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distort
used in Wuthering Heights

3 uses
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Definition
to alter something in an unnatural or untrue way
  • He raised his missile to hurl it; I commenced a soothing speech, but could not stay his hand: the stone struck my bonnet; and then ensued, from the stammering lips of the little fellow, a string of curses, which, whether he comprehended them or not, were delivered with practised emphasis, and distorted his baby features into a shocking expression of malignity.
    Chapter 11 (13% in)
  • Now, I have the satisfaction of being sure that he detests me, to the point of its annoying him seriously to have me within ear-shot or eyesight: I notice, when I enter his presence, the muscles of his countenance are involuntarily distorted into an expression of hatred; partly arising from his knowledge of the good causes I have to feel that sentiment for him, and partly from original aversion.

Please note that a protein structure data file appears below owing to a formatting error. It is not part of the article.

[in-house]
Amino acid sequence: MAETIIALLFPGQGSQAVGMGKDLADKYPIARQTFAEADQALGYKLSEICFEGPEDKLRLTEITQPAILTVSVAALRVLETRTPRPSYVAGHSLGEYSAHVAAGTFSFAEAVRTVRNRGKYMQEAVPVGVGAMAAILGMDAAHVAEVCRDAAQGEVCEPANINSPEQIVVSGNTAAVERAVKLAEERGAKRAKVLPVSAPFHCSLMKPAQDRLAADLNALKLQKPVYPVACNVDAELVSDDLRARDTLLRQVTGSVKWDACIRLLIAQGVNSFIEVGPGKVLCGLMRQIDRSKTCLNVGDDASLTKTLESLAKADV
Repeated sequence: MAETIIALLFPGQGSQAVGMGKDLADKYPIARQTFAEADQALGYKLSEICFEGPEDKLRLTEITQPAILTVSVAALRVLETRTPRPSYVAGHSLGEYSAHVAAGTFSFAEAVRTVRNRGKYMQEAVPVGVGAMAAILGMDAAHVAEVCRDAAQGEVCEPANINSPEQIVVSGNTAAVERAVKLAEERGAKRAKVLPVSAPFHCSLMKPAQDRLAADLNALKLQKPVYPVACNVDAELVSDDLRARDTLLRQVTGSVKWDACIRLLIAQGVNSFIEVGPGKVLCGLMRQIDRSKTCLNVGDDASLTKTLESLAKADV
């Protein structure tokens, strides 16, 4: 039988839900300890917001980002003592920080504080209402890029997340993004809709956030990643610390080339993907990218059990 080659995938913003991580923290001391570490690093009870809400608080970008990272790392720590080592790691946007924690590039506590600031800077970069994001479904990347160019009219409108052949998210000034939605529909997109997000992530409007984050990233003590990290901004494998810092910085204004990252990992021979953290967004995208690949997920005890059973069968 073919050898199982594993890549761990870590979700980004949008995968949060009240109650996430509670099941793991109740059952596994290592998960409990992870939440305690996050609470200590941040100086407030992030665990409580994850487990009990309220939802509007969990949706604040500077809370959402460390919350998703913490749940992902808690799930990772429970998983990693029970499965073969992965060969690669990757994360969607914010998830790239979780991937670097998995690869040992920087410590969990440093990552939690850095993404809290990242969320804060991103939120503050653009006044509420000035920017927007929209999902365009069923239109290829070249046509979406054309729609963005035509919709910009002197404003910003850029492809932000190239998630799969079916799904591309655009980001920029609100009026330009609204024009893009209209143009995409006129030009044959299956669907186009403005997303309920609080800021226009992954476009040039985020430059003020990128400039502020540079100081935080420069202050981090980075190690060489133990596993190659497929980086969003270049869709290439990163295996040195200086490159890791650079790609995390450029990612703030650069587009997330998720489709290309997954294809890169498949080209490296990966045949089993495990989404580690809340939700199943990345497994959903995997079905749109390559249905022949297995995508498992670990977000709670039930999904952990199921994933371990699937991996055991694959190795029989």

Chapter 17 (15% in)
  • We were reconciled; but we cried, both of us, the whole time I stayed: not entirely for sorrow; yet I WAS sorry Linton had that distorted nature.
    Chapter 24 (89% in)

There are no more uses of "distort" in Wuthering Heights.

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